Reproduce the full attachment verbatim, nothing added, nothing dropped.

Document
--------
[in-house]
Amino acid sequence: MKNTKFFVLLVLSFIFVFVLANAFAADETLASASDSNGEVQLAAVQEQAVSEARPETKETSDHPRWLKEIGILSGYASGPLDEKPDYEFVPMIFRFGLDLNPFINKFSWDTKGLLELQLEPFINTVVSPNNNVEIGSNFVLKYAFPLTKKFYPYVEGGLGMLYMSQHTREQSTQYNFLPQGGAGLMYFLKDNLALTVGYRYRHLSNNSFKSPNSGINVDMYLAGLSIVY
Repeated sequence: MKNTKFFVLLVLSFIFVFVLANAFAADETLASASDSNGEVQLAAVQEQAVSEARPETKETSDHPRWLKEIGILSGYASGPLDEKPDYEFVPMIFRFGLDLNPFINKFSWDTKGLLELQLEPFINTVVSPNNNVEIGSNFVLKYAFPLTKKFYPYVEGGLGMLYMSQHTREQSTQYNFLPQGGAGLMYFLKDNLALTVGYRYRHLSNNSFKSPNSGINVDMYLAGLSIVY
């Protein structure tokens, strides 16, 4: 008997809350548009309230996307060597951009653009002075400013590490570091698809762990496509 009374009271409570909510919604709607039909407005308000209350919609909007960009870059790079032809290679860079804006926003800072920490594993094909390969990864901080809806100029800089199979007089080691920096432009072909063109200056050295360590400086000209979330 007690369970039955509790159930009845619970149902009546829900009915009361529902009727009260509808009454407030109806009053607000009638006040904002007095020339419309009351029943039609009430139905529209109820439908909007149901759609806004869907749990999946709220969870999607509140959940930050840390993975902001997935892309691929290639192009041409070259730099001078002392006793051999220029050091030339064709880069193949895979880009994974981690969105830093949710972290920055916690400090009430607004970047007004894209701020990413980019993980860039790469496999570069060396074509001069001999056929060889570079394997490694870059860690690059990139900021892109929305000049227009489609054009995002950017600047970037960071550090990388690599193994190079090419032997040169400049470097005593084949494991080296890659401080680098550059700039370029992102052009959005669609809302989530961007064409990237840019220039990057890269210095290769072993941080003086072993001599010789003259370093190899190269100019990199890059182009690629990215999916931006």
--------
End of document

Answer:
[in-house]
Amino acid sequence: MKNTKFFVLLVLSFIFVFVLANAFAADETLASASDSNGEVQLAAVQEQAVSEARPETKETSDHPRWLKEIGILSGYASGPLDEKPDYEFVPMIFRFGLDLNPFINKFSWDTKGLLELQLEPFINTVVSPNNNVEIGSNFVLKYAFPLTKKFYPYVEGGLGMLYMSQHTREQSTQYNFLPQGGAGLMYFLKDNLALTVGYRYRHLSNNSFKSPNSGINVDMYLAGLSIVY
Repeated sequence: MKNTKFFVLLVLSFIFVFVLANAFAADETLASASDSNGEVQLAAVQEQAVSEARPETKETSDHPRWLKEIGILSGYASGPLDEKPDYEFVPMIFRFGLDLNPFINKFSWDTKGLLELQLEPFINTVVSPNNNVEIGSNFVLKYAFPLTKKFYPYVEGGLGMLYMSQHTREQSTQYNFLPQGGAGLMYFLKDNLALTVGYRYRHLSNNSFKSPNSGINVDMYLAGLSIVY
């Protein structure tokens, strides 16, 4: 008997809350548009309230996307060597951009653009002075400013590490570091698809762990496509 009374009271409570909510919604709607039909407005308000209350919609909007960009870059790079032809290679860079804006926003800072920490594993094909390969990864901080809806100029800089199979007089080691920096432009072909063109200056050295360590400086000209979330 007690369970039955509790159930009845619970149902009546829900009915009361529902009727009260509808009454407030109806009053607000009638006040904002007095020339419309009351029943039609009430139905529209109820439908909007149901759609806004869907749990999946709220969870999607509140959940930050840390993975902001997935892309691929290639192009041409070259730099001078002392006793051999220029050091030339064709880069193949895979880009994974981690969105830093949710972290920055916690400090009430607004970047007004894209701020990413980019993980860039790469496999570069060396074509001069001999056929060889570079394997490694870059860690690059990139900021892109929305000049227009489609054009995002950017600047970037960071550090990388690599193994190079090419032997040169400049470097005593084949494991080296890659401080680098550059700039370029992102052009959005669609809302989530961007064409990237840019220039990057890269210095290769072993941080003086072993001599010789003259370093190899190269100019990199890059182009690629990215999916931006």